5 unexpected reasons why your startup might fail even before you launch it
Most people who haven’t launched startup yet and gain their knowledge from business schools, YouTube videos, or insightful books believe that startups fail for obvious reasons:
Bad cash flow
Too much investors dependency
Bad/ slow-developing product (it = better competition because if there’s no competition even shitty products will work when customers need some solution to their pain).
There are great insights on all of these points in YC CEO Michael Siebel here.
However, if you ask founders who had failed their startups before, they’d name totally different reasons. As well as the lessons they’ve learned. Well, it’s great to know the official VC view on the problem. But practical advice is much more valuable.
1. Messy hiring process
Actually, investors know that the startup team is the key. They invest in teams, not the ideas. Founders know it too and try to showcase their credentials as much as they can (“2x founder”, “ex-Google”, etc.) But they rarely think this rule is applicable to all hires of the company, not only the founding teams. How on Earth can an intern in the Product Design department influence the destiny of the company?! But the secret is: in times of turbulence everyone matters, and the intern becomes as important as the CEO. What if these times won’t come? But they will. Not if, but when. Turbulence for the early-stage startup is everywhere, it’s in the air. Fast growth is turbulent. Unexpected circumstances (like pandemics) are turbulent. Changes introduced by authorities are extra turbulent. And in times like this, every member of the team has to own the process, take responsibility, make uncomfortable decisions.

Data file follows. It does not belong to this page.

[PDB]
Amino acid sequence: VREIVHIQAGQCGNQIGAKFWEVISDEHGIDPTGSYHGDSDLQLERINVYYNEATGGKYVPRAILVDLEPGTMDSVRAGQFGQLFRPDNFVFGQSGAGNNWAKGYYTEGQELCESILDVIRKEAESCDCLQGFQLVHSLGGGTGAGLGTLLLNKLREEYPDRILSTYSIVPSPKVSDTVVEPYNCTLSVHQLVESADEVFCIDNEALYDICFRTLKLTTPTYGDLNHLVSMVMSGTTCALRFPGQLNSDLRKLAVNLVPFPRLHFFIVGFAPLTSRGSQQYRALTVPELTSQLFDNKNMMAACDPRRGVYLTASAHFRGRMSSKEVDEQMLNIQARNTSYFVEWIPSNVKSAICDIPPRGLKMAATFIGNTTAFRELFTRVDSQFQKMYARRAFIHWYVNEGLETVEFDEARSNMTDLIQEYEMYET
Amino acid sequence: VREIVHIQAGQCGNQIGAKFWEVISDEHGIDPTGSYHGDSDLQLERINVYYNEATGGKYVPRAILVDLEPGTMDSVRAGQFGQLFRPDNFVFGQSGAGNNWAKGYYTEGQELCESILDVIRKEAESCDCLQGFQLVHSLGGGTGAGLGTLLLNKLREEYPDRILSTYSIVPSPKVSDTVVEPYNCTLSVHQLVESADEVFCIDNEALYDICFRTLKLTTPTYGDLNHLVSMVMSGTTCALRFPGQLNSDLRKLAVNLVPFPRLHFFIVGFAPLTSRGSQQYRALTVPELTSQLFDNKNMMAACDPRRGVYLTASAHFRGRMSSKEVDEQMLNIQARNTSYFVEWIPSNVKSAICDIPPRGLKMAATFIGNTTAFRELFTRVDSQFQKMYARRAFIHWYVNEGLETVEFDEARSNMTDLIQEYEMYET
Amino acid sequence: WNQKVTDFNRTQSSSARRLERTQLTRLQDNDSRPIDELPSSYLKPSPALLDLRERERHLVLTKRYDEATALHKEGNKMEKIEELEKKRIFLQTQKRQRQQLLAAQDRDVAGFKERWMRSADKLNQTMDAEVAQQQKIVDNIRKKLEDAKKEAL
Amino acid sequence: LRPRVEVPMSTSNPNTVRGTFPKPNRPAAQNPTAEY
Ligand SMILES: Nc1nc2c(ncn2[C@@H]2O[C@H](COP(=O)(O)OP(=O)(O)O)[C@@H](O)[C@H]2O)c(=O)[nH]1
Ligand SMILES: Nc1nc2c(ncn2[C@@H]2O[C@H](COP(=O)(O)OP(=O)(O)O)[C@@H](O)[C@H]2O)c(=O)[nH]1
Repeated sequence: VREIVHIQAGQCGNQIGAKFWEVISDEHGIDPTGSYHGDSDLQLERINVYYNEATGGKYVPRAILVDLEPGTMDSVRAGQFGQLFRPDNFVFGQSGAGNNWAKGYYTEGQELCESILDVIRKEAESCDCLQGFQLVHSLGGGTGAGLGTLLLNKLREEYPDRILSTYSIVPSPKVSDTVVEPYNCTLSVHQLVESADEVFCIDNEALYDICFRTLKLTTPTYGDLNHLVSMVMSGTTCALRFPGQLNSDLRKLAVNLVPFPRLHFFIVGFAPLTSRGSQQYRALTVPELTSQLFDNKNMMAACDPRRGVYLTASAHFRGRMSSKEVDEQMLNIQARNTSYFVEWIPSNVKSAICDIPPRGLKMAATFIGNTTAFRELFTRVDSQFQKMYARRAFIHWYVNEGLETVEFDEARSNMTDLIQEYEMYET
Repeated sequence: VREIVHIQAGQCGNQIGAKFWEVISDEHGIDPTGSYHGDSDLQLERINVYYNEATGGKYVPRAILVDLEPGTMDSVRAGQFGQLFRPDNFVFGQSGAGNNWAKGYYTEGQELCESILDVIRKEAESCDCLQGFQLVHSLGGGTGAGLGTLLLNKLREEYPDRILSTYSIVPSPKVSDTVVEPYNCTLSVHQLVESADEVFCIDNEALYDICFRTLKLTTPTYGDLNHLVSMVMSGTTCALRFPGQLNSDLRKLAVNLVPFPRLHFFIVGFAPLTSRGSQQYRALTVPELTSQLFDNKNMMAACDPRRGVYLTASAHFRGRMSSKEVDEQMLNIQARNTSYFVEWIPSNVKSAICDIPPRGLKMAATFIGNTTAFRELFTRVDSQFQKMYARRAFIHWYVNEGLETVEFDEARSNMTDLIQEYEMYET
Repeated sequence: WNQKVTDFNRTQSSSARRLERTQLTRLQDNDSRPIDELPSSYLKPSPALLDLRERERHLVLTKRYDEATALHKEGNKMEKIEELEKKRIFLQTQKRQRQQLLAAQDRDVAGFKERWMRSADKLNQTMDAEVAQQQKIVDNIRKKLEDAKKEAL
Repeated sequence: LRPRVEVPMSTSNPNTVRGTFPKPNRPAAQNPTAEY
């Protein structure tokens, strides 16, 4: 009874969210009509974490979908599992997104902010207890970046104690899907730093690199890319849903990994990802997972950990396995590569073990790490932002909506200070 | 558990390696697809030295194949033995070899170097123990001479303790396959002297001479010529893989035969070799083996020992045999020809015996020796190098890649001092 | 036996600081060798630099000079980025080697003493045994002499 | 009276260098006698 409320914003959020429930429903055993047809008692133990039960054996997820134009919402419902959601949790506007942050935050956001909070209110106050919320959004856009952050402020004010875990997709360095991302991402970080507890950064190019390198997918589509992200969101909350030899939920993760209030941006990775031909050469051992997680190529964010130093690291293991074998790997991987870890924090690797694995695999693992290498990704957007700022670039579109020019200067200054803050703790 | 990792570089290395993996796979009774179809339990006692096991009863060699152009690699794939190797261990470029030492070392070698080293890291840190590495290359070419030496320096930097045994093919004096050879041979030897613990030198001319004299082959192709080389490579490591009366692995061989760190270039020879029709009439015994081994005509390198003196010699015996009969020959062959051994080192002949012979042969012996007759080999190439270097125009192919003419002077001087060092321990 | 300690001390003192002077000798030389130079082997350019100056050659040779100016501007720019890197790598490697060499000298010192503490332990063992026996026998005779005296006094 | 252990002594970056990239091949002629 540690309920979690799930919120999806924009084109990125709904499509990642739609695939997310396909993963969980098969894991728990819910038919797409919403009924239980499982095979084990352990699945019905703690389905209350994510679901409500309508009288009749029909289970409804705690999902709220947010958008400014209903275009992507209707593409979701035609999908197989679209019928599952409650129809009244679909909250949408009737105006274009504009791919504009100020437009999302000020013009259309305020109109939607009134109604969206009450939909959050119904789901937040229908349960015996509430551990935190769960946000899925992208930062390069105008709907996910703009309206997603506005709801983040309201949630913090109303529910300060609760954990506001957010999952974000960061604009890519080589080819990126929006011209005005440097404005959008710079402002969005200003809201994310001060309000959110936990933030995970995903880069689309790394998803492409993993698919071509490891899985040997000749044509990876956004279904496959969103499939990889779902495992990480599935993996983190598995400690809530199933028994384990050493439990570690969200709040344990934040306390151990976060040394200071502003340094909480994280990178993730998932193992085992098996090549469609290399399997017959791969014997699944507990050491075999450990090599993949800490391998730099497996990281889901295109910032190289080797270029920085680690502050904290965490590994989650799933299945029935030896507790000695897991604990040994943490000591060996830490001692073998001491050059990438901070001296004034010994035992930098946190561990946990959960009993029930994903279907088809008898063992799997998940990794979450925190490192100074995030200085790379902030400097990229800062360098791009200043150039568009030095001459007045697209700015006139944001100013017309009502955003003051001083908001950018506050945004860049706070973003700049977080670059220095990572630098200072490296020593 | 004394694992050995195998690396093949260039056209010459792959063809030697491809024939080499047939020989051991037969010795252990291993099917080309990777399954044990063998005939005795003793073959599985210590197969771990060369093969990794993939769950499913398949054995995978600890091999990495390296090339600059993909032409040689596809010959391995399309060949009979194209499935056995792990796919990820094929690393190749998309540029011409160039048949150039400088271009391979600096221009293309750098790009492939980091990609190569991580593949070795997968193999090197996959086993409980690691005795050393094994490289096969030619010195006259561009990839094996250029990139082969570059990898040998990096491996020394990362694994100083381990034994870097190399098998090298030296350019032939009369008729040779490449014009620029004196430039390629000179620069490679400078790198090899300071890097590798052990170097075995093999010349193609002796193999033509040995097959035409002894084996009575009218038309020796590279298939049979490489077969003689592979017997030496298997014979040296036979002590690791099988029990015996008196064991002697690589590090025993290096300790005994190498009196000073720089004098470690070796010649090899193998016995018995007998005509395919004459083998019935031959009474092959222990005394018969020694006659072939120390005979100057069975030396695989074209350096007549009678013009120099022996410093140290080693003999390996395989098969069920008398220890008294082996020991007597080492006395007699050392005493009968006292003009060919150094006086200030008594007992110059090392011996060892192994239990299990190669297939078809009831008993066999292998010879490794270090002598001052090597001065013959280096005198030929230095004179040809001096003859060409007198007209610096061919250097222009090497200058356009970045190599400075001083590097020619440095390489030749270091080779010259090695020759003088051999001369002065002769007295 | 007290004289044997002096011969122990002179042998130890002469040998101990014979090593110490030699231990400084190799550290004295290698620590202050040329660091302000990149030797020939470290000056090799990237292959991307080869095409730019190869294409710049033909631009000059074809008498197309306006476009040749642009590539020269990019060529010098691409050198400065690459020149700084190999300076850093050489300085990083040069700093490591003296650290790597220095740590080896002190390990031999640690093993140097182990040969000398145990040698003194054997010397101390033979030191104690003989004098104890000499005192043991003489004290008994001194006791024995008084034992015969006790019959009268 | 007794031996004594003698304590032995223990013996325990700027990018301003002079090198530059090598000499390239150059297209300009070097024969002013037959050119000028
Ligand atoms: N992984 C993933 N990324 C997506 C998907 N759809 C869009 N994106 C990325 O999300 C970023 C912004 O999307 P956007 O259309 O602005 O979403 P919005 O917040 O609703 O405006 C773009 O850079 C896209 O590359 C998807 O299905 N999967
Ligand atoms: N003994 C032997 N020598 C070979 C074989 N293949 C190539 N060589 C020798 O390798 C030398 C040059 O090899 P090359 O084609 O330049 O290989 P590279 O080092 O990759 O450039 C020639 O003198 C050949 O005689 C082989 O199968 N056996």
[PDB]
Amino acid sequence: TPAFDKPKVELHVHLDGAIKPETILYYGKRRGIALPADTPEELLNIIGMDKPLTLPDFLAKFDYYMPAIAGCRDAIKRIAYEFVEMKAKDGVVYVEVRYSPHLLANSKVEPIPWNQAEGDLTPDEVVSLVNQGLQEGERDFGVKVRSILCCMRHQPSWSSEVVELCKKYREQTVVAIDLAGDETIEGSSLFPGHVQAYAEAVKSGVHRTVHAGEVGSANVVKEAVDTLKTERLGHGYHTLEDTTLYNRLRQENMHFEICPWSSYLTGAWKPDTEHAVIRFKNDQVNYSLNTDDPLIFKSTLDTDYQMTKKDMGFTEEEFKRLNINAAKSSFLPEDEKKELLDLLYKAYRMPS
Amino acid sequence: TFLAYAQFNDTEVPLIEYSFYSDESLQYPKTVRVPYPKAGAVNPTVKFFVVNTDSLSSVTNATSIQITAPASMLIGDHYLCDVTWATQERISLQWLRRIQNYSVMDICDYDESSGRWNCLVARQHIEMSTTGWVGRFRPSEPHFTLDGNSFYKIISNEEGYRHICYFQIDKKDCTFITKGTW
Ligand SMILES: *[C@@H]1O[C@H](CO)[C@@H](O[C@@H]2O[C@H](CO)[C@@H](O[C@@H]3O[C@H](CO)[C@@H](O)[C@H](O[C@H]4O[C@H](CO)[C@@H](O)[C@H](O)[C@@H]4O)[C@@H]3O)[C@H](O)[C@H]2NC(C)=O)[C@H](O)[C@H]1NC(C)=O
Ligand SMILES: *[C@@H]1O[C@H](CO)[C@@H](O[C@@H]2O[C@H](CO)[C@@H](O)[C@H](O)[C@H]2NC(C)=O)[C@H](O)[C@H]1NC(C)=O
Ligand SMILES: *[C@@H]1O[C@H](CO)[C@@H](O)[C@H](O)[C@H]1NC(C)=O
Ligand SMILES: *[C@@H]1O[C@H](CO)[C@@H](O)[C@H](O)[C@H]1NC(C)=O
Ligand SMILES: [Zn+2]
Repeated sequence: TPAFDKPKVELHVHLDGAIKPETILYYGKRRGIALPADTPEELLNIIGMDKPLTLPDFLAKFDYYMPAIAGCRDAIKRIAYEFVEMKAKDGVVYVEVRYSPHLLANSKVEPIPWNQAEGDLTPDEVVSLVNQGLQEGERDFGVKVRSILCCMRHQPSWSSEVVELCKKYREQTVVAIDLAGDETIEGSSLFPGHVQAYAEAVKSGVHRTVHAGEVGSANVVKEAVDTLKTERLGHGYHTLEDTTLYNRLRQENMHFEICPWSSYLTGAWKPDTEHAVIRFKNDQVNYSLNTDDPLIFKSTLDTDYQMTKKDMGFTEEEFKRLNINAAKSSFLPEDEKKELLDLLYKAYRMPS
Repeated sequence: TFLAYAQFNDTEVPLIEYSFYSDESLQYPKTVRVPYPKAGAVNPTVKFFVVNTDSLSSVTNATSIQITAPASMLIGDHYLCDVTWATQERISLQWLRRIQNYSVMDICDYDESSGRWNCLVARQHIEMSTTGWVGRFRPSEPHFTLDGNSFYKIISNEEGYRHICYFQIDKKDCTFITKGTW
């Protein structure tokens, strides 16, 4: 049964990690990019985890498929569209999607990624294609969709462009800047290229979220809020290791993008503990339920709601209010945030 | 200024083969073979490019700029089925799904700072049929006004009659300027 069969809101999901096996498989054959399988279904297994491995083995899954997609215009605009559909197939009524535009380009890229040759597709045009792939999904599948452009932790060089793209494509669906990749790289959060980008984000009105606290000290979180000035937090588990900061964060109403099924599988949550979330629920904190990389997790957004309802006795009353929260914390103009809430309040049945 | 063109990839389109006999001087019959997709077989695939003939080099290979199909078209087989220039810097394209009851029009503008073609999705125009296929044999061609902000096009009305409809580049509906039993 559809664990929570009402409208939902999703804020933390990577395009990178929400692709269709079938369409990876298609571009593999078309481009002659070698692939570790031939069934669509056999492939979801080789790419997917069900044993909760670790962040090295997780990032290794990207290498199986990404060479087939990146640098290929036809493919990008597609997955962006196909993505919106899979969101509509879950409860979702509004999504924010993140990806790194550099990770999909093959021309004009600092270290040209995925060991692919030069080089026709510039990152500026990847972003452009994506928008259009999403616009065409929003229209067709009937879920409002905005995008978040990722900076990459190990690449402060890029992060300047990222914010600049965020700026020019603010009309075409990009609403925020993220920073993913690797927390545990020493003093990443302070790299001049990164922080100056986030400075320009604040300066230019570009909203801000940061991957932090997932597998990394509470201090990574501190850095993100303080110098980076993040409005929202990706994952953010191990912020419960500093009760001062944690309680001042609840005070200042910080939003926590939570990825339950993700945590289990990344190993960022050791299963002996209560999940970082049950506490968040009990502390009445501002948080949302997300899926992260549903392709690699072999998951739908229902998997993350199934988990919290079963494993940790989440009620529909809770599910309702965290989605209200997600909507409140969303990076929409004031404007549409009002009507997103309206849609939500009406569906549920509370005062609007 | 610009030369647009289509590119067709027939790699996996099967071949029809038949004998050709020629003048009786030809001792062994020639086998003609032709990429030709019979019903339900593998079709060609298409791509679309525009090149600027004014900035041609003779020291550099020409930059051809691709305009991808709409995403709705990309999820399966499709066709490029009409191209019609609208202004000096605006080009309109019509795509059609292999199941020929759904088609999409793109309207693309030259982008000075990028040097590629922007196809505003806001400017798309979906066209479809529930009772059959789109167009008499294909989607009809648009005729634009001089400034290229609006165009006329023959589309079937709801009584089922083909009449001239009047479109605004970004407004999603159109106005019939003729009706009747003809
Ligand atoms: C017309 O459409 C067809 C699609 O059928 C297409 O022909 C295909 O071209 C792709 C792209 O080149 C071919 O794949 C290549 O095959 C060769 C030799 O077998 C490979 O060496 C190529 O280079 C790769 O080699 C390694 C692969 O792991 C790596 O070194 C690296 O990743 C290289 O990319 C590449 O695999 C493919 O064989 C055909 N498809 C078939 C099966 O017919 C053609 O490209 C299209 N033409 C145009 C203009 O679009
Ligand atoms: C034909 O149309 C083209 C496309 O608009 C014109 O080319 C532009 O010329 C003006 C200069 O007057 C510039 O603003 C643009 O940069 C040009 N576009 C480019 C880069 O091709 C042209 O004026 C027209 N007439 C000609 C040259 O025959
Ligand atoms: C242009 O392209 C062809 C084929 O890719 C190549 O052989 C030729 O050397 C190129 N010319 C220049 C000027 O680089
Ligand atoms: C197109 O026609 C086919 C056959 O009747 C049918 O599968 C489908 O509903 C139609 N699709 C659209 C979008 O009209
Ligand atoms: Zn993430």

We started Saleswhale over 4 years ago. Raised 5.3M, scaled. then covid struck, and we churned >75%. It was a mess. Before that, we had been growing fast. hiring people like crazy. We end up with no team. No connection. No viable strategy. When the pandemic struck everyone started to panic, and all operations were virtually paralysed. As a result, we had to lay off 60% of the team.